August 13, 2009
The research team led by Dr. Timm Schroeder, stem cell researcher at Helmholtz Center Munich, Germany has developed a new bioimaging method for observing the differentiation of hematopoietic progenitor cells (HPC) at the single-cell level. With this method the researchers were able to prove for the first time that not only cell-intrinsic mechanisms, but also external environmental factors such as growth factors can control HPC lineage choice directly. The findings, published in Science, provide an essential building block for understanding the molecular mechanisms of hematopoiesis and are an important prerequisite for optimizing therapeutic stem cell applications.
With the new bioimaging techniques developed by Dr. Schroeder’s team, progenitor cells could be observed for a longer period and on the single-cell level. Depending on the kind of cytokines present, after a few days the HPC cultures contained only one cell type. The question remained unanswered whether this was a consequence of direct cytokine regulation or merely the result of sorting out “erroneously differentiated” cells by cell death. Using the new bioimaging techniques for continuous single-cell observation, Dr. Michael Rieger and students in Dr. Schroeder’s research group showed for the first time that no cell death could be detected during the entire cell differentiation process. This proves unambiguously that HPC lineage choices can be steered by external environmental factors such as in this case by cytokines. The hematopoietic progenitor cells are “instructed” by cytokines.
Rieger MA, Hoppe PS, Smejkal BM, Eitelhuber AC & Schroeder T (2009): Hematopoietic cytokines can instruct lineage choice. Science 325:217-218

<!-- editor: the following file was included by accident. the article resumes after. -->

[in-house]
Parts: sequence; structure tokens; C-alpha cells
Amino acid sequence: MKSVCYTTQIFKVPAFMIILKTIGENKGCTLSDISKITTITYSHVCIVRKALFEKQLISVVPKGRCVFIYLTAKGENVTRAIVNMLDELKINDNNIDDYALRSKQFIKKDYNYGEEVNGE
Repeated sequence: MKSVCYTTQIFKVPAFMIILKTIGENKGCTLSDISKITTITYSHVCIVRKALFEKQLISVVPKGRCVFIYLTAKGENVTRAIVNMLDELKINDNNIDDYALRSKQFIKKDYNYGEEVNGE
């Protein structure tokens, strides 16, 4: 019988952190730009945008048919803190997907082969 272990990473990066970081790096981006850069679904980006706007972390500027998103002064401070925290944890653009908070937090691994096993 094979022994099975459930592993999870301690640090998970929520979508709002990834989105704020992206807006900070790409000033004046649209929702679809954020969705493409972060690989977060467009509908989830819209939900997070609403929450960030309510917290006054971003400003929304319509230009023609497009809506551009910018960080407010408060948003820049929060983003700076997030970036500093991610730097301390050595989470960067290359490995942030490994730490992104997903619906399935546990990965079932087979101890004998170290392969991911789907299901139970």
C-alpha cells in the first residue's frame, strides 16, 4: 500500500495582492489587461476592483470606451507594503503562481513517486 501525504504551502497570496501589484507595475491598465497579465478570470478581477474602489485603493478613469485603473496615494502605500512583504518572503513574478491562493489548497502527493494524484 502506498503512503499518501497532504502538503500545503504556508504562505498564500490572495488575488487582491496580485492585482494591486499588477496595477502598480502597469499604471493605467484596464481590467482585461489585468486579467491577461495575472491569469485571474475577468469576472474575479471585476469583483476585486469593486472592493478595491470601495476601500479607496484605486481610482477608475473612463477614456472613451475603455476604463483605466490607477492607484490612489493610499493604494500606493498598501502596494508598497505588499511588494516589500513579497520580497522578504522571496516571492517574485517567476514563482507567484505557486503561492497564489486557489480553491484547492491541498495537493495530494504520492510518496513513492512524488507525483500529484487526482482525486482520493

June 24, 2009
The Fluorescence Education Center, also referred to as the Fluorescence Foundation, will host two courses on the principles of fluorescence techniques to be held from:
June 29 – July 2, 2009 in Genova, Italy
September 14-17, 2009 in Madrid, Spain
The Principles of Fluorescence Techniques course will outline the basic concepts of fluorescence techniques and the successful utilization of the currently available commercial instrumentation. The course is designed for students who utilize fluorescence techniques and instrumentation and for researchers and industrial scientists who wish to deepen their knowledge of fluorescence applications. Key scientists in the field will deliver theoretical lectures. The lectures will be complemented by the direct utilization of steady state and lifetime fluorescence instrumentation and confocal microscopy for FLIM and FRET applications.
Topics addressed in this course include:
- Basic Definitions and Principles of Fluorescence
- Fluorescence Polarization
- Time-resolved Fluorescence
- Data Manipulation and Data Analysis
- Non-Linear Microscopy Including SHG
- GFP Fluorescence and Photoactivation
- Confocal and Multiphoton Fluorescence Microscopy
- FCS, Fluorescence Correlation Spectroscopy
- FLIM, Fluorescence Lifetime Imaging
- Single Molecule Imaging
- Image Processing and Deconvolution Approaches
April 29, 2009